Food poisoning occurs after eating contaminated, toxic, or spoiled food. Often, food poisoning and the stomach flu are used interchangeably, as they both share a few similar symptoms. Nevertheless, they are different conditions. Food poisoning is often caused by bacteria, whereas the stomach flu (gastroenteritis) occurs from a viral infection, making the condition contagious.
Though some people with food poisoning heal without treatment, the seriousness of the illness should not be ignored. The CDC reveals that approximately 48 million Americans are diagnosed with food poisoning every year, and among them, 128,000 people are hospitalized. So, it is crucial to stay safe and get proper medical intervention as soon as you experience food poisoning symptoms.
Food poisoning can occur as a result of consuming microorganisms that contaminate or infect various foods, including:
Your risk for food poisoning may increase if you are:
The incubation period (or the time between exposure to an infection and the onset of symptoms) of food poisoning is anywhere from 30 minutes to 8 weeks, depending on the source of infection, whether bacterial, viral, or parasitical. So, one can experience the symptoms either the same day or over the next few weeks.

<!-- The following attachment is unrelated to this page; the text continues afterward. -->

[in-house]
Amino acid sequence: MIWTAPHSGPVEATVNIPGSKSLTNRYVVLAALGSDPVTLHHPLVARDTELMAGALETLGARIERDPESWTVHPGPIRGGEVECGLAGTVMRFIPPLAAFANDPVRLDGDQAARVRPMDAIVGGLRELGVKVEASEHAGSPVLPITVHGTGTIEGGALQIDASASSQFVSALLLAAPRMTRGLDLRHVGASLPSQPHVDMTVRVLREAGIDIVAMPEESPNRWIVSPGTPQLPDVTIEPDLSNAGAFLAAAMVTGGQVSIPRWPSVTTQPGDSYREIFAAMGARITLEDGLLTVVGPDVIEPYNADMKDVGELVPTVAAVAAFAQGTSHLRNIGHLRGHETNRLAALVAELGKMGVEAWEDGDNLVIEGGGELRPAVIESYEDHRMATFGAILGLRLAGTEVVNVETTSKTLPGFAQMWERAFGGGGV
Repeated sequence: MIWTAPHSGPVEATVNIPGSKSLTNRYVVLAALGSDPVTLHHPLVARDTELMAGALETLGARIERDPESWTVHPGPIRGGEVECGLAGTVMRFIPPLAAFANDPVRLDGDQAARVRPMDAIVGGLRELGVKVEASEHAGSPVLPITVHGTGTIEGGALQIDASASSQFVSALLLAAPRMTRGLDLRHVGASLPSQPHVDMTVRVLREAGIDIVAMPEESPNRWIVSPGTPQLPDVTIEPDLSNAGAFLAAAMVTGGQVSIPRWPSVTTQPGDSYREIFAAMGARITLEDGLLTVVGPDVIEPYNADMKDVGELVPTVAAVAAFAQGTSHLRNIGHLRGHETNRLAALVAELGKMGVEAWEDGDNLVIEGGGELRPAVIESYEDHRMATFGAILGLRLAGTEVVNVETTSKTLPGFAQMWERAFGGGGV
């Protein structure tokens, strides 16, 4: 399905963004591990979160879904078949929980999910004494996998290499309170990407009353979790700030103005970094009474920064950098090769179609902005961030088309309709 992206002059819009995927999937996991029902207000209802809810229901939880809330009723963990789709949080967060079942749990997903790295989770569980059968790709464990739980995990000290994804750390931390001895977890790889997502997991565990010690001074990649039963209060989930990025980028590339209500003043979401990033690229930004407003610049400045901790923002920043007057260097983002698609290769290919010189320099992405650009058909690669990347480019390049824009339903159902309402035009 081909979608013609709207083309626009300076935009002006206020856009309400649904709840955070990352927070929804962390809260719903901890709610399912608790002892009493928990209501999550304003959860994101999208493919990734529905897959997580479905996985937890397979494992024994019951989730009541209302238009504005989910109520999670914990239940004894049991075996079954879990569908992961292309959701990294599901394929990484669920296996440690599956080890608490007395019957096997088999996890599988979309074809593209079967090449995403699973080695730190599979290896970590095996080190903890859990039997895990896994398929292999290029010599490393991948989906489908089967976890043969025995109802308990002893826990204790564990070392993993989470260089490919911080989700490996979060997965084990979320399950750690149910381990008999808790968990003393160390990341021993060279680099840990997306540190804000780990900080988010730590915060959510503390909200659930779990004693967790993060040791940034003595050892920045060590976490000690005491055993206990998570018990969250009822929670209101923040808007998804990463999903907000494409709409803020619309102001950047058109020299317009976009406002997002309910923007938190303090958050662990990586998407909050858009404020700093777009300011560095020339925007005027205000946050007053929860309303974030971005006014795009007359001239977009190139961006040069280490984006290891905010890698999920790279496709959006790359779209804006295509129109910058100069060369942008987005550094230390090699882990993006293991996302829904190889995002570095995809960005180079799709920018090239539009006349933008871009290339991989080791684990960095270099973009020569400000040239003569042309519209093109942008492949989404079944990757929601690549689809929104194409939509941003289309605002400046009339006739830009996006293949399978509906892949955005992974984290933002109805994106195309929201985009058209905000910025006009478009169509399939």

Common symptoms of food poisoning include:
Food poisoning can be treated at home or in a hospital, depending on the severity of the condition and symptoms.
If your symptoms are mild and your condition is manageable, you can treat the food poisoning at home by:
Replacing lost fluids and electrolytes is essential to stay hydrated. You should drink either sports drinks, coconut water, or fresh juice, but avoid caffeinated drinks, as they irritate your digestive tract.
Over-the-counter medications such as Pepto-Bismol and loperamide (Imodium) can help subside nausea and diarrhea.
If your symptoms don’t improve with home remedies or if you are older, pregnant, or immunocompromised, you may require medical assistance. Depending on your symptoms and specific causes, your doctor may recommend:
Include antibiotic or antiparasitic depending on the pathogen responsible for your condition.
Usually recommended for cases with severe dehydration.
An antitoxin is administered if infected with C. Botulinum, which is considered a medical emergency.
Along with the medical or at-home treatment, you must get plenty of rest to support your body’s recovery process and ability to absorb fluids.
You must visit your healthcare provider immediately if you experience the following symptoms:
Although food poisoning is not usually life-threatening, leaving it untreated can result in serious complications, such as severe dehydration, meningitis, sepsis, breathing difficulties, etc. So, receive treatment on time to prevent potential complications to effectively protect your health and wellness.
At Metro Urgent Care, we are committed to offering personalized and best-in-class food poisoning treatment in Chicago, IL, and the surrounding areas on all seven days of the week during convenient business hours. Schedule an appointment (to avoid wait times) or stop by our clinic if you need prompt and professional medical assistance for food poisoning.